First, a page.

This year marks my thirteenth in the industry, and I have created two games (Civ3 and Civ4) which I consider roundly successful. Unfortunately, both games came from my first five years; projects from the following eight years were all either executed poorly or cancelled outright. How did I lose almost a decade of my professional life?
To answer that, I need to start in October 2005, with the release Civilization 4. The game was critically praised (94 Metacritic, highest ever for a Firaxis game) and hugely profitable, selling over 3 million copies on a modest budget. It won Game of the Year awards. The soundtrack, which I selected and edited, was acclaimed. The theme song, “Baba Yetu,” won a Grammy, the first ever for a video game. One mod, Fall from Heaven, developed a large following of its own. Civ4 was that rare project in which everything that could go right did go right.
I started the project from scratch, wrote every line of game and AI code, grew the team over two-and-a-half years, and shipped the game two weeks ahead of schedule. I gave everything I had to give to that game; my only regret was that I did not have the stamina left to contribute meaningfully to the expansions.
Six months later, after the patching process finished and my energy level returned, I needed to decide what to do next. Firaxis (or rather, the new owners, Take-Two) offered me the chance to lead Civ5, which I declined as I couldn’t make the radical changes necessary to justify a new version. In contrast, I was overflowing with ideas when Civ4 began as Civ3 had been an incredible learning experience. Most of these ideas were now explored, so I didn’t have much left to give the series.
I did, however, have plenty of ideas for new strategy games, which I was very excited to make. I had proven myself as a designer with Civ4, and it was time to make a game wholly of my own. I pitched my favorite idea, and it was rejected. I floated a few other ones, and they were declined as well. The company couldn’t afford to put resources into a new project with Railroads! in full development, Revolution beginning to ramp up, and Civ5 looming on the horizon.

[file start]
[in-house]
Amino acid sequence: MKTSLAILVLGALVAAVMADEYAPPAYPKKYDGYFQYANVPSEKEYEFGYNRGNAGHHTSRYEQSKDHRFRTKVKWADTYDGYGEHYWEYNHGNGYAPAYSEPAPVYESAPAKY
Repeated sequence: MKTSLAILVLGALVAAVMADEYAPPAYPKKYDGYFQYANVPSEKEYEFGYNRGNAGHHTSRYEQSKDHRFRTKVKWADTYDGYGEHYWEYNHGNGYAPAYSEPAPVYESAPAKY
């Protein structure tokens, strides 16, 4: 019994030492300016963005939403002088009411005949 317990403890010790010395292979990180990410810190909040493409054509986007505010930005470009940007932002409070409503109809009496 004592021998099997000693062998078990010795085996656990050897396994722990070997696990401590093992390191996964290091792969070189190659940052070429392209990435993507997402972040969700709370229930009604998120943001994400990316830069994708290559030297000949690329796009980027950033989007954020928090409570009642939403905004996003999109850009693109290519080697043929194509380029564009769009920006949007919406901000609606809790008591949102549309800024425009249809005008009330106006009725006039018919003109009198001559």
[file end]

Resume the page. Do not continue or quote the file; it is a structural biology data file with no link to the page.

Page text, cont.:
Ultimately, Firaxis was in a bind. Because developments costs were rising and the window for PC retail games was shrinking, new IP had become increasingly risky. Furthermore, the company had a wealth of proven IP from Sid’s back catalog to develop, so the opportunity cost of producing new IP was huge. (In fact, between 1997’s Gettysburg and 2013’s Haunted Hollow, Firaxis released no new IP, with the possible exception of SimGolf, which was certainly original but also traded on the Sim brand.)
My pitches had all been for smaller projects, with budgets between one and two million dollars. The problem was that, at the time, no distribution method supported games of that scale. We only needed to sell a few hundred thousand copies to break even – a very reasonable goal with the company’s reputation – but the retail channel didn’t support such projects. PC games had to either sell millions in a $50 box, which was only viable with a large budget, or sell in a $10 jewel case, which was the shovelware market. Steam had just begun reaching out to third-party publishers – by 2007, only id, Capcom, and Eidos were on the service – so digital distribution was not an option.
Today, of course, things are much different as a market exists for games of all prices, from free to $60, and of all budgets, from less than $1m to more than $100m. Digital distribution, microtransactions, and platform diversity have altered the landscape of the industry, and it is likely that if I was pitching a game inside Firaxis under today’s conditions, we could have made it work. At the time, however, my only option was to hang on as a creative director, giving advice to the active teams while prototyping games which might never come out.
In fact, if I had known then what the next six years of my career would be like, I would have likely stayed at Firaxis and assumed that something good would come of it. I loved working there and still love the company, but I am only human; I felt that my work on Civ4 had earned me the right make a game of my own. Being denied that hurt, and I made a perhaps hasty decision to go.